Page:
Hostels, hotels, and guesthouses can be found in every town along the route some places have more options some less. The campsites can be found in Porto Covo, Vila Nova de Milfontes, Zambujeira do Mar, Odeceixe, Aljezur, and Sagres.

We don’t like booking accommodation in advance and usually don’t do it, but for this route, we did book all the places a couple of days before we started. Every place we stayed in was full mainly because most of the hostels and guesthouses are very small; two or three private rooms or 8 to 10 beds so they fill up quickly. We walked the trail at the beginning of May which is not the busiest season if you’re planning to walk it between June and August we strongly recommend booking accommodation beforehand even if you’re planning to camp at least contact campsites to find out how full they are.

When booking accommodation;

  • check for the check-in time in most hotels it’s quite late, around 3 pm.
  • make sure your hotel is in the town itself and not 5 km outside of it
  • find your place on Google.maps beforehand as sometimes following the route you might walk past it on the way to the center of the town
  • check if you pay for accommodation when making a booking or on arrival, most places charge beforehand.

Download our PDF spreadsheet that will help you to systematize your bookings The Fishermen’s Trail Rota Vicentina booking spreadsheet.

Porto do Mos Beach in Lagos
Praia de Porto do Mos in Lagos is one of the beaches on the Fisherman’s Trail

Luggage delivery on the route

It’s possible to use a luggage transfer service on the Fisherman’s Trail if you don’t want to walk with a big backpack or have too much luggage to carry with you every day. Vicentina Transfers is a company that provides luggage delivery service on the trail. They’ll deliver your luggage door to door between any type of accommodation along the route including campsites. It’s 15 Euro per section for 1 piece of luggage.

The company provides only luggage delivery they don’t do accommodation booking for you. Before you arrange the luggage service you have to book your accommodation. The cost of luggage delivery on the Rota Vicentina is quite high compared to for example 6-7 Euro that you pay on the Coastal Route of the Portuguese Camino.

The cost of walking the Fisherman’s Trail

The cost of the trail depends a lot on the type of accommodation you decide to stay in; camping, dormitories, or private rooms and on the season. If you’re planning to camp, to make your own food and not to go out for drinks every night budget 25 Euro per person per day. To stay in dormitories and make your own food 30 Euro pp. per day. Staying in private and eating out from time to time 35-40 Euro. If you want to stay in private, eat out at least once a day, and go out for drinks I’d suggest budgeting 45+ Euro per day per person.

Accommodation

Camping is the most budget option here, prices still vary depending on the season with August being the most expensive month. The main drawback here is that you have to carry camping gear with you (tent, mattress, sleeping bag, cooking stuff, etc.) which adds a lot of weight to your backpack. The price for camping is between 6 to 10 Euro per person per night.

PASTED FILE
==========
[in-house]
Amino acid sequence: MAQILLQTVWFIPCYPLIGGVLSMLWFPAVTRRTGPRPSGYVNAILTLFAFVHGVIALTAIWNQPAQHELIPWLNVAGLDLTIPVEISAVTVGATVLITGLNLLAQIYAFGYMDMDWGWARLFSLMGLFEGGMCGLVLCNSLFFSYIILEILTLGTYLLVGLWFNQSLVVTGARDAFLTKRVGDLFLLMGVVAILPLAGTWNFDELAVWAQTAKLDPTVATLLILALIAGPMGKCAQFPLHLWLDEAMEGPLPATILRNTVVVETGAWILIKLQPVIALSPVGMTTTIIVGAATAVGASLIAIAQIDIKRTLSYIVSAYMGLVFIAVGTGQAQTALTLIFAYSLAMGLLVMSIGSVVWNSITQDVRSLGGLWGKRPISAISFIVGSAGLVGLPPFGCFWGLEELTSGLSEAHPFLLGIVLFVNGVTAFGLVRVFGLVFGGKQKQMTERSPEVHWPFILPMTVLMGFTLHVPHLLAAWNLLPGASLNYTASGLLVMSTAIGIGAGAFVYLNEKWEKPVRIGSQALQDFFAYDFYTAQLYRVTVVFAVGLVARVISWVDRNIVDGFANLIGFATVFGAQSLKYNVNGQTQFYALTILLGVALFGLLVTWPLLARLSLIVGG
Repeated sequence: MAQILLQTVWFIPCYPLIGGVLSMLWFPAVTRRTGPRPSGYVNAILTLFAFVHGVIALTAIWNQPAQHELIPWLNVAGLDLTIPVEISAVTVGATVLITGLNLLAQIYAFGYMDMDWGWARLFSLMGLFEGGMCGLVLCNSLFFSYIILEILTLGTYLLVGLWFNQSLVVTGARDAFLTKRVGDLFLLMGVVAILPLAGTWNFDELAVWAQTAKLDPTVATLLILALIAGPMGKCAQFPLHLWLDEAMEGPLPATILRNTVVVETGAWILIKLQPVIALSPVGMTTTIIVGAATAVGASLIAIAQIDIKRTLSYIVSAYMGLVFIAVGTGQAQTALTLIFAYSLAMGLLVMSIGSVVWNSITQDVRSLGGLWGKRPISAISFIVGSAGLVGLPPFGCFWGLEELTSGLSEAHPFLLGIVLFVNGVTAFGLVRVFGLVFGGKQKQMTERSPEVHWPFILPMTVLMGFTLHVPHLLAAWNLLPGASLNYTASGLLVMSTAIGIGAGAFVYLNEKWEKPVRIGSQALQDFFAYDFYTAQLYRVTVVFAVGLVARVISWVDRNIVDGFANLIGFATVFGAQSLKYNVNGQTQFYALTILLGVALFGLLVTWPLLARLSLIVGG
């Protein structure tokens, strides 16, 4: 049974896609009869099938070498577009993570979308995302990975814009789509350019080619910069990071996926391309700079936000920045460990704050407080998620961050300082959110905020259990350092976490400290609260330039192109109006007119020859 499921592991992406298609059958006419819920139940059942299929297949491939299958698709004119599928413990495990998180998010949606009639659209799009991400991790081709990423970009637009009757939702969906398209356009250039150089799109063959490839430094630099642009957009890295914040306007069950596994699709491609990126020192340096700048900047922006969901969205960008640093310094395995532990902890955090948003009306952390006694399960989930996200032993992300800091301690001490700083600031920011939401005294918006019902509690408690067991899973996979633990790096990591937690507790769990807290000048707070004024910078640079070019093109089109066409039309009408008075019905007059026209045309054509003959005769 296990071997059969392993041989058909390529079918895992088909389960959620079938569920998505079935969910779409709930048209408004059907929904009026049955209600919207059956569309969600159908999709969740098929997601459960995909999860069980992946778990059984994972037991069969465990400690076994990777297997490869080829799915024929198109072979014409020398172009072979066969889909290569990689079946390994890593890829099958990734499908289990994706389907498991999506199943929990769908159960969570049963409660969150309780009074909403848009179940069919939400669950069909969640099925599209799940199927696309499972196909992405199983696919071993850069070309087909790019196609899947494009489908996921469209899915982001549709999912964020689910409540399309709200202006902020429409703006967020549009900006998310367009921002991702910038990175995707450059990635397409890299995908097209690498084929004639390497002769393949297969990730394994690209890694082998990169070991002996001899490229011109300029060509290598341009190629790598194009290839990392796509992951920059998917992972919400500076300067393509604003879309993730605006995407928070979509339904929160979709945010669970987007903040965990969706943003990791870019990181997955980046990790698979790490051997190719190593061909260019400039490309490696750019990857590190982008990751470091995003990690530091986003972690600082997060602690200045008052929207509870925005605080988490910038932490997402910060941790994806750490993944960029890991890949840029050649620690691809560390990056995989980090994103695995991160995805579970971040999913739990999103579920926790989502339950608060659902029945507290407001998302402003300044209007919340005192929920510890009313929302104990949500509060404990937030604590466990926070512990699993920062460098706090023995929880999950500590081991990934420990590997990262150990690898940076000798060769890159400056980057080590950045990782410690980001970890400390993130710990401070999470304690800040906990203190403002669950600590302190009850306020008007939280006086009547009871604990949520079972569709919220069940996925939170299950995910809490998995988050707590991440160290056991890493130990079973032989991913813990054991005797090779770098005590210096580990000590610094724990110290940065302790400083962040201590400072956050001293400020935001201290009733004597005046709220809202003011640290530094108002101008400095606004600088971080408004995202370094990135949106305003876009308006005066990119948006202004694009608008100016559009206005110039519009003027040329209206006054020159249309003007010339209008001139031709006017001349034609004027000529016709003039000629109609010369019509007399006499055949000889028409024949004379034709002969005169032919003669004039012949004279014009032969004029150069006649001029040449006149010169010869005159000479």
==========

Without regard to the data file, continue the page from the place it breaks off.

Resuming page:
A bed in a dormitory is another budget accommodation option on the Fisherman’s Trail. There are not many hostels on the route and they are usually fully booked as the area is a very popular holiday destination. In order to get a spot in the season, it’s advisable to book your accommodation in advance. The price for a dorm bed is between 15 and 20 Euro depending on the season.

A private room is the most comfortable accommodation option and sometimes a double room with a shared bathroom cost the same as two beds in a dormitory. So if you’re two people it’s a much better deal. There are several hotels that offer triple and family rooms if you’re a group of people hiking you can share a bigger room. Prices for a budget double room are between 30 and 40 Euro. We had one or two places where we paid 25 Euro for a double room with a private bathroom. If you walk completely off-season between November and March it might be more or less a standard price.

Food

There are grocery stores and mini markets in every town on the route if you’re on a tight budget making your own food is the best option. Always make sure you book accommodation with a kitchen (most places we stayed had at least a microwave). Depending on what kind of stuff you buy shopping for 3 meals (lunch, dinner, and breakfast) costs between 8-10 Euro per person. Many supermarkets have cafes where you can get a meal, a sandwich, or a pastry for relatively cheap compared to the restaurant prices.

Eating out is quite expensive on the route the Costa Vicentina and the Algarve are popular tourist destinations prices in local restaurants are higher than average in Portugal. Very few restaurants along the Fishermen’s Trail offer Menu do Dia – a set lunch that usually includes a starter, main dish, drinks (beer, wine, cool drink), bread, coffee, or dessert. We had these menus everywhere on the Portuguese Camino de Santiago. In most places on the trail you pay an average of 10 Euro for a dish, every time we went out for dinner we paid about 15 Euro pp. including drinks. Breakfast (toasted sandwich and coffee) you can get for 3 Euro.